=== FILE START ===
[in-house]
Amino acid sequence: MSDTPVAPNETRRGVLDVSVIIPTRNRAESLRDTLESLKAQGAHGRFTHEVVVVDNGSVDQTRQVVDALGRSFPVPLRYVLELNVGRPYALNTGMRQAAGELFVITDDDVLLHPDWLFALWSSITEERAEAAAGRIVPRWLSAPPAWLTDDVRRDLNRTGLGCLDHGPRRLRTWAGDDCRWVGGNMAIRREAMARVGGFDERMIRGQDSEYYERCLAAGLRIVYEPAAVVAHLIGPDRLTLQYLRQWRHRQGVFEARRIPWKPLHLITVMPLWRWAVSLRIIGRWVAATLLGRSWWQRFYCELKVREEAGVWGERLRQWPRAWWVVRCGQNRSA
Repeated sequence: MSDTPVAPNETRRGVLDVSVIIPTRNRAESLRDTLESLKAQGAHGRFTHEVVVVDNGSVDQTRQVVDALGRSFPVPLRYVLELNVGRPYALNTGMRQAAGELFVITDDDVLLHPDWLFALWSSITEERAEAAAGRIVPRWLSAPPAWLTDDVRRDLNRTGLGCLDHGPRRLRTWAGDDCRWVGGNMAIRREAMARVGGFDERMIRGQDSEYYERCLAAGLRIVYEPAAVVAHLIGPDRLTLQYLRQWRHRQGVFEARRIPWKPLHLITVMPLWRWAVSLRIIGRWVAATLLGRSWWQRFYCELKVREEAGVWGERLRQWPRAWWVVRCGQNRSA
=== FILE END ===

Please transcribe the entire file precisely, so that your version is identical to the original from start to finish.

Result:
[in-house]
Amino acid sequence: MSDTPVAPNETRRGVLDVSVIIPTRNRAESLRDTLESLKAQGAHGRFTHEVVVVDNGSVDQTRQVVDALGRSFPVPLRYVLELNVGRPYALNTGMRQAAGELFVITDDDVLLHPDWLFALWSSITEERAEAAAGRIVPRWLSAPPAWLTDDVRRDLNRTGLGCLDHGPRRLRTWAGDDCRWVGGNMAIRREAMARVGGFDERMIRGQDSEYYERCLAAGLRIVYEPAAVVAHLIGPDRLTLQYLRQWRHRQGVFEARRIPWKPLHLITVMPLWRWAVSLRIIGRWVAATLLGRSWWQRFYCELKVREEAGVWGERLRQWPRAWWVVRCGQNRSA
Repeated sequence: MSDTPVAPNETRRGVLDVSVIIPTRNRAESLRDTLESLKAQGAHGRFTHEVVVVDNGSVDQTRQVVDALGRSFPVPLRYVLELNVGRPYALNTGMRQAAGELFVITDDDVLLHPDWLFALWSSITEERAEAAAGRIVPRWLSAPPAWLTDDVRRDLNRTGLGCLDHGPRRLRTWAGDDCRWVGGNMAIRREAMARVGGFDERMIRGQDSEYYERCLAAGLRIVYEPAAVVAHLIGPDRLTLQYLRQWRHRQGVFEARRIPWKPLHLITVMPLWRWAVSLRIIGRWVAATLLGRSWWQRFYCELKVREEAGVWGERLRQWPRAWWVVRCGQNRSA